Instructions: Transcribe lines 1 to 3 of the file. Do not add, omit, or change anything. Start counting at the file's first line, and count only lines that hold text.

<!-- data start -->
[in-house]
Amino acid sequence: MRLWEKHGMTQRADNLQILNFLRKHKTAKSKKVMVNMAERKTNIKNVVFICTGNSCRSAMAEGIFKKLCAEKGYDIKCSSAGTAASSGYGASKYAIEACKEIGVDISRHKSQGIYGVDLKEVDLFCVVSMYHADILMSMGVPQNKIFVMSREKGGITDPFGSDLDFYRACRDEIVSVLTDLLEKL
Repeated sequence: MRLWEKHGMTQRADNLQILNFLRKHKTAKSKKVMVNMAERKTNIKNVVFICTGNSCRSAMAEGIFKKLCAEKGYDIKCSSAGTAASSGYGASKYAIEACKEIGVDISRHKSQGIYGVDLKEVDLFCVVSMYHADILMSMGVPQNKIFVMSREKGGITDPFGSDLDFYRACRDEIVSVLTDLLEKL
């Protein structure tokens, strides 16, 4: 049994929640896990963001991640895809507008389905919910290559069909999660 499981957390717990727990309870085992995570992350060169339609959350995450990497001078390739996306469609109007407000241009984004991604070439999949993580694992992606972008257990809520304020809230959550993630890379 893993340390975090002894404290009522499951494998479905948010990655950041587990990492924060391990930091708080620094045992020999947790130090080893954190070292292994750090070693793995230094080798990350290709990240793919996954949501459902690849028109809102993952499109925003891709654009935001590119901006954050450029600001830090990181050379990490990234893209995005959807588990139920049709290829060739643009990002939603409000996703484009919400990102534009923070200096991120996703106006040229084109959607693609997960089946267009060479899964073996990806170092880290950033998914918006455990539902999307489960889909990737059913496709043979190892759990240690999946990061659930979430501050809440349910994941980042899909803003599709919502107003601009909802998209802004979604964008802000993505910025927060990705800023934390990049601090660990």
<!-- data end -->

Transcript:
[in-house]
Amino acid sequence: MRLWEKHGMTQRADNLQILNFLRKHKTAKSKKVMVNMAERKTNIKNVVFICTGNSCRSAMAEGIFKKLCAEKGYDIKCSSAGTAASSGYGASKYAIEACKEIGVDISRHKSQGIYGVDLKEVDLFCVVSMYHADILMSMGVPQNKIFVMSREKGGITDPFGSDLDFYRACRDEIVSVLTDLLEKL
Repeated sequence: MRLWEKHGMTQRADNLQILNFLRKHKTAKSKKVMVNMAERKTNIKNVVFICTGNSCRSAMAEGIFKKLCAEKGYDIKCSSAGTAASSGYGASKYAIEACKEIGVDISRHKSQGIYGVDLKEVDLFCVVSMYHADILMSMGVPQNKIFVMSREKGGITDPFGSDLDFYRACRDEIVSVLTDLLEKL